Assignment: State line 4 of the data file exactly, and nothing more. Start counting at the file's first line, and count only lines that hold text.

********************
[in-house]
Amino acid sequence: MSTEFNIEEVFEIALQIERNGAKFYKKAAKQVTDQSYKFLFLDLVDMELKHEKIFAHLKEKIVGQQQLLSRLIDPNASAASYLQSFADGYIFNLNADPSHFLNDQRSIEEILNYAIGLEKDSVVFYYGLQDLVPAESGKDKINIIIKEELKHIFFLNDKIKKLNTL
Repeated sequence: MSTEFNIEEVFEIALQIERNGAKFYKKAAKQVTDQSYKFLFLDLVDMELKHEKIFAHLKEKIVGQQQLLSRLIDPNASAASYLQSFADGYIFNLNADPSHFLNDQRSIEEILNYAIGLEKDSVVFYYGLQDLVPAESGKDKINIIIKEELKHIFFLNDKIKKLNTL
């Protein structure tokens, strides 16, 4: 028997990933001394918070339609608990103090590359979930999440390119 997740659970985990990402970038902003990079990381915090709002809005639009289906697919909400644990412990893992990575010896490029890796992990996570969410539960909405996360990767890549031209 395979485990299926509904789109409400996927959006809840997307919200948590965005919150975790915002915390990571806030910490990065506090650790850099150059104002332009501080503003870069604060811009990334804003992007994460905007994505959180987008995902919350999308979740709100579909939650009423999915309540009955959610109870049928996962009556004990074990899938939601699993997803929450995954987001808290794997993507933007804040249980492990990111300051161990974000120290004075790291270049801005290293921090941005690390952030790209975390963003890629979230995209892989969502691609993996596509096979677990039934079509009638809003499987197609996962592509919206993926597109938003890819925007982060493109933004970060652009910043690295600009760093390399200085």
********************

């Protein structure tokens, strides 16, 4: 028997990933001394918070339609608990103090590359979930999440390119 997740659970985990990402970038902003990079990381915090709002809005639009289906697919909400644990412990893992990575010896490029890796992990996570969410539960909405996360990767890549031209 395979485990299926509904789109409400996927959006809840997307919200948590965005919150975790915002915390990571806030910490990065506090650790850099150059104002332009501080503003870069604060811009990334804003992007994460905007994505959180987008995902919350999308979740709100579909939650009423999915309540009955959610109870049928996962009556004990074990899938939601699993997803929450995954987001808290794997993507933007804040249980492990990111300051161990974000120290004075790291270049801005290293921090941005690390952030790209975390963003890629979230995209892989969502691609993996596509096979677990039934079509009638809003499987197609996962592509919206993926597109938003890819925007982060493109933004970060652009910043690295600009760093390399200085």